Genre: Horror, Thriller
Directed by: Adam Wingard
Starring: James Allen McCune, Callie Hernandez, Corbin Reid, Valorie Curry
The original Blair Witch Project, released back in 1999, was a groundbreaking exercise in low budget genre filmmaking, kick-starting a trend of found footage horror movies that have rarely come close to matching the intensity, atmospheric creeps and nerve tingling scares conjured by that original classic. Made on a shoestring budget of $60,000 dollars and with a marketing campaign that still rates as one of the first and finest examples of internet viral marketing, the film became a phenomenon at the time, eventually going on to gross nearly $300 million dollars worldwide. It didn’t exactly ignite the careers of its filmmakers or its cast, but there’s no denying that it was truly something special.
Now, finally after seventeen years and many imitators later, a proper sequel has arrived in the form of Blair Witch (we’ll happily skip the god awful Book Of Shadows from 2000), a film that for the longest time, was shrouded in complete mystery, going so far as to be advertised under a different title (The Woods) until it was finally unveiled at Comic-Con back in July to incredibly warm and enthusiastic reviews from those in attendance.Directed by Adam Wingard and scripted by regular collaborator Simon Barrett, the filmmaking team behind the likes of You’re Next and The Guest, Blair Witch quickly became one of my most hotly anticipated horror offerings of 2016. It’s a great shame then, that I have to report that I found myself gravelly disappointed with the end result. By no means a disaster – the film is a hugely marked improvement over the woeful Book of Shadows – Blair Witch is unfortunately nothing more than a somewhat bland retread of the original, barely offering up anything new besides a couple of nifty additions to the mythology, and with more flashy camera tech, louder bangs in the night and more annoying characters than before. In other words, it’s no more than just another found footage horror movie.
Set twenty years after the events of the first film, the story follows James, the younger brother of the original’s Heather, who discovers a video uploaded to YouTube resembling the terrifying cabin in the Burkittsville woods and possibly showing an image of James’s long thought dead sister. Connecting with the locals who uploaded the video, James learns that the tape was found on the edge of the infamous Maryland woods and sets out to find the truth about what happened. Accompanying him on his little excursion are film student Lisa, and her friends, Ashley and Peter. The foursome gather a bunch of high tech camera equipment, including a drone and a set of nifty earpiece camera headsets and head out to the woods, hooking up with a couple of local Blair Witch enthusiasts in the process. Next thing you know, everything goes as you would expect, with loud noises in the surrounding area and their campsite inundated with strange stick models. Yes, it seems the group are not alone.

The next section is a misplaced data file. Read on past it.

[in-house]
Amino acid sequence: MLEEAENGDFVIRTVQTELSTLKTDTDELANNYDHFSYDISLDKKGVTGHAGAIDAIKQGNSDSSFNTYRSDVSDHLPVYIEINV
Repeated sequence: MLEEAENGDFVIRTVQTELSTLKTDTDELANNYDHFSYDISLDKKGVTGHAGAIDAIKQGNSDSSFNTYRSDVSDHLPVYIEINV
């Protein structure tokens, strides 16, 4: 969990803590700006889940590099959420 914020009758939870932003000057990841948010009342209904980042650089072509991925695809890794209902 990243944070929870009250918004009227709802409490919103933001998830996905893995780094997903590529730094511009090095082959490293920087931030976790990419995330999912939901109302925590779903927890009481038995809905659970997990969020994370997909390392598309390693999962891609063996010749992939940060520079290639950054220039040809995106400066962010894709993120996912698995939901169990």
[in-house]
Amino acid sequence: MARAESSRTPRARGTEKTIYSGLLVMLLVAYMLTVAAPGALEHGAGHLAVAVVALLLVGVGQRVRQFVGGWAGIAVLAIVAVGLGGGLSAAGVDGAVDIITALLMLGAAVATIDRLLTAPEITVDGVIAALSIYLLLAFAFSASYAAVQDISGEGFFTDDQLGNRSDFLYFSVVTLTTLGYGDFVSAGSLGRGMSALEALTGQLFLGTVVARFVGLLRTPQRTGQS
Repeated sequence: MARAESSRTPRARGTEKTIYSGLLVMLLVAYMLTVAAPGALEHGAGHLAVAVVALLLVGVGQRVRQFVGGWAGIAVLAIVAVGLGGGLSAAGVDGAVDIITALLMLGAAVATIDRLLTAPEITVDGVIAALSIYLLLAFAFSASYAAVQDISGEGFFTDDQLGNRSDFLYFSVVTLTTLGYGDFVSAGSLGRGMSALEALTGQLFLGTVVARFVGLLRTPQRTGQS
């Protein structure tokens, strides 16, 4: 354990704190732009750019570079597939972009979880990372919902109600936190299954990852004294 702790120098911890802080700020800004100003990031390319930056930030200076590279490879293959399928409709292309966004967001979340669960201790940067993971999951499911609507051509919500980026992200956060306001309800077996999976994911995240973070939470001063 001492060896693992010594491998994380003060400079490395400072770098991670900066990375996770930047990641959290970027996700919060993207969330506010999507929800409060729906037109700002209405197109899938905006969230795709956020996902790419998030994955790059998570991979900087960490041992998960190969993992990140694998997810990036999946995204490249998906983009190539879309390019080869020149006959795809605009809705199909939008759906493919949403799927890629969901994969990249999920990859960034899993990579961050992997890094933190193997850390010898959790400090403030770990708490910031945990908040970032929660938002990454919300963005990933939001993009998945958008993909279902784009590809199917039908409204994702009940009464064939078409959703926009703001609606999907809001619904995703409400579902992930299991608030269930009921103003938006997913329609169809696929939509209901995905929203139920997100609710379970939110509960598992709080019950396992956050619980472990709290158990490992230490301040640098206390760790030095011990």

And herein lies the major problem with Blair Witch — everything one would expect to happen, happens. It’s every found footage horror rolled into one — complete with the best and worst aspects of the style. From the irritating characters right down to the frustrating jittery, nausea inducing camerawork, all resulting in virtually scare-free antics. Thankfully things improve once the group venture into the woods themselves, but when the spooky stuff starts happening, it doesn’t deliver anything new. Whereas the original traded on quiet, nerve shredding tension that sent chills along your spine, the only uncomfortable feeling one has when watching Blair Witch exists in anticipation of the next mindless jump scare. It also doesn’t help that the characters are so frustratingly annoying; it’s hard to become invested in a movie when you don’t give a damn about any of the characters’ survival.But this is a film directed by Adam Wingard, a man who can turn even the most schlockiest of genre templates into thrilling cinema, and Blair Witch is no exception in that regard. Once things do get cracking, the film finally comes into its own, providing a series of incredibly taut and intense set pieces that are absolutely thrilling to watch. As panic begins to set in with the group and the proverbial shit finally hits the fan, Wingard and his team kick things up to eleven and boy, does the film fly. The final twenty minutes are a masterclass in found footage horror. It’s not that scary but it is exciting to watch, playing out more like a rollercoaster than a spooky horror ride of fear and tension.
With inventive scares and terrifying moments, the film thrives in its denouement, which makes it even more disappointing that everything that came before was so mediocre. Despite a few nifty flourishes and expansion on the mythology, the film never rises above its generic tropes, instead playing things incredibly safe for a mainstream market. Overall, this is one of the big disappointments of 2016, even if the last twenty minutes are truly exceptional.